Have you ever had those moments in life when you couldn’t really articulate the heart, but just the simplest of phrases seem to come to the forefront of your mind.

One of those moments just hit me, and all I could think was, “Dear God, You are wonderful!”

You see, many thoughts come through our heads, and it’s literally when we start thinking of all that He has done for us, for this new day that He brought us through to see, and all the beautiful stuff in between, all my mind and my heart could say was, “Dear God, You are wonderful!”

Moments like that hit every Christian during their days and journeys on this earth.  Moments of reflection that cause us to spout in adoration the appreciation we feel for Him. The psalms are written because the hearts of individuals have been touched in a way that only God can touch them and their soul couldn’t help but tell of the goodness they found in Him, and inspire others through their words, songs, prayers, and recountings of His moving in their lives.

My soul takes joy when I read that the Lord will hear when I call (Psalm 4:3) and that He has set the godly apart for Himself.  When I read simple words that tell me He is my shield (Psalm 3:3), I feel so loved and protected under the safety of His refuge (see also Psalm 17:8).  When Your Word tells me, “Thou preparest a table for me in the presence of mine enemies…” (Psalm 23:5), a tear of joyfulness comes in the midst of the concerns of my heart.  My times are truly in Your hands (Psalm 31:15) and over and over again in Your Word, Your goodness, love, and mercy show me just how valued I am in Your sight.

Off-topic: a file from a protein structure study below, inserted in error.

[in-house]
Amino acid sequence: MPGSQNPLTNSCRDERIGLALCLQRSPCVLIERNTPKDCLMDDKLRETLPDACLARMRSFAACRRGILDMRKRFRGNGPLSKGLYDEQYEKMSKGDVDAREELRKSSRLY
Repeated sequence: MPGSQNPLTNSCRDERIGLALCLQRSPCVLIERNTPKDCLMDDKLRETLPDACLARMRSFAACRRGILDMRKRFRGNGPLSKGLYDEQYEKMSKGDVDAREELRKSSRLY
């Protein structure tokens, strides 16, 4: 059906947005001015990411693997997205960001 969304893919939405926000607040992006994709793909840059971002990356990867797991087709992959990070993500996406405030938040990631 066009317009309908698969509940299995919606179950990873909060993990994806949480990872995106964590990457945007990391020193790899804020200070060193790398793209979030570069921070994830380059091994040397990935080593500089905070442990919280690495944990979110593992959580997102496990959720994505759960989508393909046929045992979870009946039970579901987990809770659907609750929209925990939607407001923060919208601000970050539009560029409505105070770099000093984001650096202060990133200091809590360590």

I really could go through His Word in the psalms and throughout this Holy Book and find reason after reason to say, “Dear God, You are wonderful!”

Nonetheless, today I will not allow my praise to be restricted.  Even if I have nothing magnanimous or grandiose to say according to others, I know that God loves to hear from His children, and I want to tell my beautiful Heavenly Father, “Dear God, You are wonderful!”

Copyright © Word For Life Says.com (Sharing any posts or lessons can only be done through the share buttons provided on this site from the original posts, lessons, and articles only. You can reblog from the original posts only using the reblog button provided, or share using the share buttons provided from these social media platforms: Facebook, Twitter, or Pinterest, etc., and they must be shared from the original posts only. All other repostings are prohibited. Posts and other items of interest found on this site may not be copied and pasted, downloaded, uploaded, etc to another website or entity not listed (physical or electronic). See COPYRIGHT PAGE for more details.